Friday, March 6, 2015

In Jenny's Eyes

Jenny is home, and healing. Last week, when I went to see her, there was nobody home. Swelling at the incision sites had sunk her into severe pain and she had to go back to the hospital for a few more days. But this week, starting over again, we had a great visit, walking very slowly by the river and catching our breath.

"You've lost weight," she says. She has, too. Between us, maybe ten pounds were actually shed—hiking and dancing on my part, hospital food on hers.

The reality of this experience is beginning to sink in. Neither of us can really fathom what might have happened if we had gotten on that plane together as planned. And we can't quite get our heads around how divergent our adventures were.

Or how transformed we each are.

She has these incredible scars tracing all over her head, which you can't really see under her new pixie haircut. Underneath, there are severed muscles and floating plates of bone, like in a newborn baby. But the great revelation to her is how incredibly interwoven we humans are with one another. "It is like we are all one person, with all these different bodies." She describes the ripple effect of how her crisis has changed her family, and how her community has wrapped itself around her with support. "I didn't know how loved I was."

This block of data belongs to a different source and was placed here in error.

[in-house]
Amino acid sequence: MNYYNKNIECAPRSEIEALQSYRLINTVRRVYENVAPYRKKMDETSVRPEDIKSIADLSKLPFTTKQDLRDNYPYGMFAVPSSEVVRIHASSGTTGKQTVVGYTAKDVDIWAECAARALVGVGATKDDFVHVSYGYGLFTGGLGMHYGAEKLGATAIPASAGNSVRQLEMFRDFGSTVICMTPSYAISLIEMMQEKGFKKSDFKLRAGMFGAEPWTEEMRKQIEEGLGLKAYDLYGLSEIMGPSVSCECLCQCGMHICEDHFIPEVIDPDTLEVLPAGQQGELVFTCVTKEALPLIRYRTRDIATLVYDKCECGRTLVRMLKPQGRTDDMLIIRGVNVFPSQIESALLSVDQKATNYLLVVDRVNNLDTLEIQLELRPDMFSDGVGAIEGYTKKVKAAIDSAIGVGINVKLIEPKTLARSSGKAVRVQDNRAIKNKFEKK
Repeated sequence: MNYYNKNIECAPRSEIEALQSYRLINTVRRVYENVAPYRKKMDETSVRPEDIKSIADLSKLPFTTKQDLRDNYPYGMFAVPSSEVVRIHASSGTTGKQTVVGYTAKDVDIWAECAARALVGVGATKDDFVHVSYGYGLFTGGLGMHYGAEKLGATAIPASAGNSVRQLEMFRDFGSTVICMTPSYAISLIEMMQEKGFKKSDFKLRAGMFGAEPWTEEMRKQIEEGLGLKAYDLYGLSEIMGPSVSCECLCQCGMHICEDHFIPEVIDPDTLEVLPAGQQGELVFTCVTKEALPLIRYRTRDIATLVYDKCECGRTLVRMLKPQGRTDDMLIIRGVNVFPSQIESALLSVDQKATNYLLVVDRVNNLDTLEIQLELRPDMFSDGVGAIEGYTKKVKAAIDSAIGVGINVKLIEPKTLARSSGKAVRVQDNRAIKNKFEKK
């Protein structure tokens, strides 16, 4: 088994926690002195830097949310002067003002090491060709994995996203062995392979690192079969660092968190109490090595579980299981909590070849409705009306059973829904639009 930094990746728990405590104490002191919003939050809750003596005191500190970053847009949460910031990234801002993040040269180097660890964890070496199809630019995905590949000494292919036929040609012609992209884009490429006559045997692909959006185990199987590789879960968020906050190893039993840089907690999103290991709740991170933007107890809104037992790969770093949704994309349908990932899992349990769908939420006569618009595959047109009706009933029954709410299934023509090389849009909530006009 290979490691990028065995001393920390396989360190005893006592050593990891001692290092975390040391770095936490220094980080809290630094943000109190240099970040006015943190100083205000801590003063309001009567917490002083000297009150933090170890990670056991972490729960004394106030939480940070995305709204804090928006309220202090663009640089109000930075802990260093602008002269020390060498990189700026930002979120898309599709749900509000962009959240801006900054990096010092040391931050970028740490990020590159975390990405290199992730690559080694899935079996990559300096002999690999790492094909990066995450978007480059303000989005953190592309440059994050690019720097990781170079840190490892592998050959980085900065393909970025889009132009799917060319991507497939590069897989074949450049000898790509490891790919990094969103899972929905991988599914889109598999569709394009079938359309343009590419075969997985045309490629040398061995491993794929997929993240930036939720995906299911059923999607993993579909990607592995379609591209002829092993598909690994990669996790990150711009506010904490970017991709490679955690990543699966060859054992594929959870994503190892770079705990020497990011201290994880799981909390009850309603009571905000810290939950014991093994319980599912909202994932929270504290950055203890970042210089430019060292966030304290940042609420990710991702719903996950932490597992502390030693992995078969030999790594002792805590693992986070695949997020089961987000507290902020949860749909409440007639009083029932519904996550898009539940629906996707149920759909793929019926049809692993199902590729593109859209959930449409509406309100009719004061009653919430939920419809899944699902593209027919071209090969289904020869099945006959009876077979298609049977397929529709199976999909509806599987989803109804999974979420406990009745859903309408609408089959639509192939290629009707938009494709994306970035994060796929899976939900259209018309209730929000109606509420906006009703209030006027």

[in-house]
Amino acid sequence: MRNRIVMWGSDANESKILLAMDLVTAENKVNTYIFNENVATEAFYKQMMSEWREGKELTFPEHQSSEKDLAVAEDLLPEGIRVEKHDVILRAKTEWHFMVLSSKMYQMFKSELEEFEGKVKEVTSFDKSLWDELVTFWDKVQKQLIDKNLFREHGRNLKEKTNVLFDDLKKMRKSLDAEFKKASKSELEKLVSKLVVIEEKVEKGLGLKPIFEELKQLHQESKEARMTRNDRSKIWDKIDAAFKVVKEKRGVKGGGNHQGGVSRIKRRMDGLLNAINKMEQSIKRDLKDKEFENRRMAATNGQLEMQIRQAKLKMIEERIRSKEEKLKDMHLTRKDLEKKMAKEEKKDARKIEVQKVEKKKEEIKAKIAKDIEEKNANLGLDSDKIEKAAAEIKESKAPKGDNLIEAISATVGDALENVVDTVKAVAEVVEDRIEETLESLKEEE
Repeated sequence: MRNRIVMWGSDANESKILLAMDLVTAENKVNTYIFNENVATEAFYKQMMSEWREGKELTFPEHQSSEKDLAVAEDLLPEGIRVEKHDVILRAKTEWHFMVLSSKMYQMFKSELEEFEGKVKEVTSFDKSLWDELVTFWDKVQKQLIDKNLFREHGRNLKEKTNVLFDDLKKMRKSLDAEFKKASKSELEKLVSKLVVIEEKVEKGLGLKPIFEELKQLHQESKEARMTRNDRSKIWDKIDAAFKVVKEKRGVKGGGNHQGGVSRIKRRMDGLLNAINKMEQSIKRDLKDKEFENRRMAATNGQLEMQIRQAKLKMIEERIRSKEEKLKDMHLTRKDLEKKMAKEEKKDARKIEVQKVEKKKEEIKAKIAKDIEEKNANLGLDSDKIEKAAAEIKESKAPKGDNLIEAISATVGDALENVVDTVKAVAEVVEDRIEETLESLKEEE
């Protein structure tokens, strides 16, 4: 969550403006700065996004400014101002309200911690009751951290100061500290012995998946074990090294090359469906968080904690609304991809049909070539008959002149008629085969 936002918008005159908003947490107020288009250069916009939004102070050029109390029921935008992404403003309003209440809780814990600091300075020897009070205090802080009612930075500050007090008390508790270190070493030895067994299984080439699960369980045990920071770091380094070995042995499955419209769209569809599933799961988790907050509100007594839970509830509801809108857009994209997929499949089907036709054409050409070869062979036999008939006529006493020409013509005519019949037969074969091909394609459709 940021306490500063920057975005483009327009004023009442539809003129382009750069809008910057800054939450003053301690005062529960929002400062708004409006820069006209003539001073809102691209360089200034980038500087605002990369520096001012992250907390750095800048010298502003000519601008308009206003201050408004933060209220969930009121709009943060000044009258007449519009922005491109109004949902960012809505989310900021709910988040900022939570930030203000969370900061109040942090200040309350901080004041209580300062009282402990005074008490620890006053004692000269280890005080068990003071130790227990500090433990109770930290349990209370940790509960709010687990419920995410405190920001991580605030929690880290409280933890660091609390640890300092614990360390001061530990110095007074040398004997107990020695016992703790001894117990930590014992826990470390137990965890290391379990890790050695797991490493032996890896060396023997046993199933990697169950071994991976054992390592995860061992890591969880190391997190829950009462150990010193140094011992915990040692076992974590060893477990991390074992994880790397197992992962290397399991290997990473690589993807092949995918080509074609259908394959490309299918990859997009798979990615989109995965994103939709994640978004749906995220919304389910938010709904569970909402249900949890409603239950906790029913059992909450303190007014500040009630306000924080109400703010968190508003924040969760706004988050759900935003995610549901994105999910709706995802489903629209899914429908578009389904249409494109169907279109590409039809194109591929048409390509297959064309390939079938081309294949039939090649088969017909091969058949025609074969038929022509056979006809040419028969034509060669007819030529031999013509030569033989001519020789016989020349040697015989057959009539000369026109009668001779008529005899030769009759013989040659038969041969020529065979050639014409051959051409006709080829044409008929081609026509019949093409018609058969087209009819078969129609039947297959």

I touch her head gingerly. "It's like you've had a trepanation," I suggest. She agrees.

Brain surgery, her doctor says, will temporarily lower your IQ by about fifteen points. Thank goodness she had such a mind to begin with...she feels stupid but you would never think that, being around her. I had a brain injury a few years ago and understand what she is going through. Not being able to think right, forgetting things, making mistakes—it's frustrating.

Her happiest news was a conversation with her art teacher, her sensei. Although doctors cannot predict whether or when her optic nerve will heal and she will see colors right again, her teacher has seen many, many artists restore, if not re-invent, their vision after harm. The brain works in mysterious ways. And the brain of an artist, even more so. And a compromised brain can be unpredictably brilliant. Neuroplasticity is a wonderful word.

To me, it seems the colors that escaped from her brain have been wandering around her face. When I last saw her in the hospital, I thought the colors of the bruise around her eye were as gorgeous as anything I'd seen in Europe... fuscias next to warm oranges, sunset hints of green.

And when I saw her today, her pale-blue eye filled with orange-red blood, I was as impressed as I had been at the sci-fi costume ball I had attended at Carnevale.

"People pay good money for contact lenses that look like this!" I said. "You are brilliant! You made it yourself!"

She was tired and needed a nap. When I hugged her goodbye, she pushed me away laughing. "You're fondling my scars, thats creepy!" I couldn't help it. She is incredible. 

And I am so happy and grateful for everything that was, is, and will be. 

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